Why Should I Press my Tofu?

Why Should I Press my Tofu?


Whenever someone complains about the taste of tofu, we ask how they usually prepare it. The truth is, this misunderstood plant-based protein can be bland and soggy when cooked incorrectly. With a simple press and marinade before cooking, you can change your tofu completely!

Tofu has a lot of naysayers out there. Nay, I say, to that! Tofu is a pretty delicious vegan protein that blends well into almost every dish.

Pressing your tofu is a total game-changer. You can wave goodbye to floppy, soggy tofu bits and enjoy these flavorful, crispy morsels by following the simple steps below.

Why Press your Tofu?

A block of tofu contains just two ingredients: soybean curds pressed with water. Understandably, the water content is pretty high.

While we hear many complaints about tofu’s soggy taste, they’re mostly due to one thing – people aren’t cooking tofu properly. Most inexperienced tofu chefs miss one essential step.

Pressing your normal, firm, or extra-firm tofu before you cook it is essential to get it firm and perfectly crisped on the outside.

To keep your tofu from staying spongy, you have to squeeze out the extra water.

tofu press

How to Press Tofu

Press Your Tofu

With the right kitchen tools, you can make quick work of tofu pressing to avoid impacting your total cooking time too much. It’s easiest to make a small investment in a tofu press if you often cook this vegan protein.

Pressing with A Tofu Press

  1. Remove your tofu block from its package, then place it in your tofu press.
  2. Place the lid on your press, and turn the knob to the corresponding setting for the tofu type you’re cooking.
  3. Leave the tofu to press for 15 mins. Prepare and other ingredients for your recipe in the meanwhile.
  4. Remove the tofu from the press, and prepare according to the recipe’s instructions.

Pressing with Other Kitchen Items

  1. Remove your tofu block from the package and wrap it in a few dry, clean paper towels.
  2. Place your wrapped block of tofu between two flat, heavy objects – two heavy cutting boards or plates both work well. You can also place heavy objects evenly over the plate for extra pressure.
  3. Leave the tofu to press for a minimum of 2-3 hours. This method takes quite a bit longer than using a tofu press, which applies far more pressure.
  4. Remove the tofu from between the plates, remove the paper towel, and prepare according to the recipe’s instructions.

Make a Marinade

Now that you’ve removed the excess liquid from your tofu block, the next step to cooking killer tofu is to marinate and infuse it with some flavor.

If you’re following a tofu recipe, they’ll likely include a marinade, but you can build one of your own easily, too.

Unlike a meat marinade, you don’t need any oil in a tofu marinade. Instead, combine a vinegar of your choice with one or more of the following: soy sauce, lemon juice, garlic, ginger, herbs, and spices.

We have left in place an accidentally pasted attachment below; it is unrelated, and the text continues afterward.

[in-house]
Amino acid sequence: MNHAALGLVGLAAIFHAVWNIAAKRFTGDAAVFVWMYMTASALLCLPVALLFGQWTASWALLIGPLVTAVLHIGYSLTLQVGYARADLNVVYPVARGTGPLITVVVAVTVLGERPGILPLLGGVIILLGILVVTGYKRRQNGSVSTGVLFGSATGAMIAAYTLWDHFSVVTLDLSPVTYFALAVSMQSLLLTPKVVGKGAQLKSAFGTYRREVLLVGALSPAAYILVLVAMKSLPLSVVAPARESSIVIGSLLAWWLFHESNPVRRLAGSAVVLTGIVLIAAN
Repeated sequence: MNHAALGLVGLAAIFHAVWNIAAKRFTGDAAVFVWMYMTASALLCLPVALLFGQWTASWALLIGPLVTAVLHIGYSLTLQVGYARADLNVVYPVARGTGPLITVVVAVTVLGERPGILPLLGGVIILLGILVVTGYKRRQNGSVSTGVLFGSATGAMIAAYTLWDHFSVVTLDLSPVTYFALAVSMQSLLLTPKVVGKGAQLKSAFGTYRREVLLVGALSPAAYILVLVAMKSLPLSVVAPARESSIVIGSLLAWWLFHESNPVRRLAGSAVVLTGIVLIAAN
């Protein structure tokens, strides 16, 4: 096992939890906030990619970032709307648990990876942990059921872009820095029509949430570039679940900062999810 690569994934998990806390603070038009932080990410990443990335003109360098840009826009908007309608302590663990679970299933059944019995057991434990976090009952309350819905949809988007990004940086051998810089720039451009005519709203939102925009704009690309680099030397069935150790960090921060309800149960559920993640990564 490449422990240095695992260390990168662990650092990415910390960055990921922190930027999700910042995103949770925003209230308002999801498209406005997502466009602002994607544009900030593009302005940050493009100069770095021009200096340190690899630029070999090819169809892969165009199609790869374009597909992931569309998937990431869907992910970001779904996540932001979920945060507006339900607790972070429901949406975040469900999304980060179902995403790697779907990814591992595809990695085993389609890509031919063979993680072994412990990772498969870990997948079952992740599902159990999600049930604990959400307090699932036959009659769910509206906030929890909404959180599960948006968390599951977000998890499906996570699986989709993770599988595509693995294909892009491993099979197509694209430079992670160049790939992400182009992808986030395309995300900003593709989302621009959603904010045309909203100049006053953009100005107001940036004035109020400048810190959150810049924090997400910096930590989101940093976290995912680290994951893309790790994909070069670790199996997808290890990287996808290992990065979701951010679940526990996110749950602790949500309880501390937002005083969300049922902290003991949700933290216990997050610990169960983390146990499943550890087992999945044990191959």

Cut your tofu into 1-inch cubes before you cover it in the marinade to maximize the flavor absorption in each piece.

Pressed tofu is pretty absorbent, so you won’t need a ton of marinade to get the job done. Place your tofu in a bowl, pour over the marinade, and give it a quick toss. The marinade will thoroughly penetrate the tofu in 15 minutes, but you can leave it as long as 30.


With your tofu pressed and marinated, you’re ready to cook your tofu to perfection. You can grill, pan-fry, or bake tofu, which will all give you a slightly different tofu texture.

No matter which tofu cooking method you choose, try not to disturb your tofu too much as it cooks. Place the tofu on the grill, pan, or oven, and let the side cook for a few minutes before you move it – the less you touch it, the more crispy the outer coating of your tofu will be!

The Exception to the Rule: Tofu You Should Never Press

While pressing most tofu is essential, there are a few types of tofu that you should never press: soft and silken.

These soft, delicate tofu types serve a much different purpose than the firmer varieties and will turn to absolute mush under the pressure of a tofu press.

We use soft and silken tofu because of its creamy texture, not despite it. They’re both delicious when blended into smoothies, soups, salad dressings, and much more. Soft tofu is a great substitution for milk, cream, and other dairy products in baked goods.

So, whenever you use soft or silken tofu, skip the pressing step and use it straight out of the package in your favorite recipes.

Final Notes: Pressing Tofu

While pressing and marinating, add a few extra steps to the tofu preparation process; you can still have a delicious meal on the table with much less effort than others.

If you’re short on time in the evening, leave your tofu to press in the fridge in the morning – leaving it longer than 15 minutes won’t hurt it. Then, once dinnertime rolls around, you can pop the block out of the press, toss it in a marinade, and get to cooking!



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